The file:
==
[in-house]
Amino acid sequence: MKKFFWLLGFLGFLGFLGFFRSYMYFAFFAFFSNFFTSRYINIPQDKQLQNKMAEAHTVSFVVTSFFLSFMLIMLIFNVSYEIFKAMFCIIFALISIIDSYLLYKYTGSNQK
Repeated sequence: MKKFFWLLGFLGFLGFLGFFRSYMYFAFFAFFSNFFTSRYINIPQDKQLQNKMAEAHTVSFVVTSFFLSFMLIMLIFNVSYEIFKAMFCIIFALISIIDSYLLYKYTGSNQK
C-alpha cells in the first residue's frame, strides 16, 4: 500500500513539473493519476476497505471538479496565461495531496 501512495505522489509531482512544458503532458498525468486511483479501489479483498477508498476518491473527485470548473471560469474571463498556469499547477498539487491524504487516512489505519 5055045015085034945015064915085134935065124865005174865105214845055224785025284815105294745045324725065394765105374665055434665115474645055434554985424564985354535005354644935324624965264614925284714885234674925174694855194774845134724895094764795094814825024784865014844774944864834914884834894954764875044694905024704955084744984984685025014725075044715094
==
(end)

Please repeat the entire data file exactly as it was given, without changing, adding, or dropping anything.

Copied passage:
[in-house]
Amino acid sequence: MKKFFWLLGFLGFLGFLGFFRSYMYFAFFAFFSNFFTSRYINIPQDKQLQNKMAEAHTVSFVVTSFFLSFMLIMLIFNVSYEIFKAMFCIIFALISIIDSYLLYKYTGSNQK
Repeated sequence: MKKFFWLLGFLGFLGFLGFFRSYMYFAFFAFFSNFFTSRYINIPQDKQLQNKMAEAHTVSFVVTSFFLSFMLIMLIFNVSYEIFKAMFCIIFALISIIDSYLLYKYTGSNQK
C-alpha cells in the first residue's frame, strides 16, 4: 500500500513539473493519476476497505471538479496565461495531496 501512495505522489509531482512544458503532458498525468486511483479501489479483498477508498476518491473527485470548473471560469474571463498556469499547477498539487491524504487516512489505519 5055045015085034945015064915085134935065124865005174865105214845055224785025284815105294745045324725065394765105374665055434665115474645055434554985424564985354535005354644935324624965264614925284714885234674925174694855194774845134724895094764795094814825024784865014844774944864834914884834894954764875044694905024704955084744984984685025014725075044715094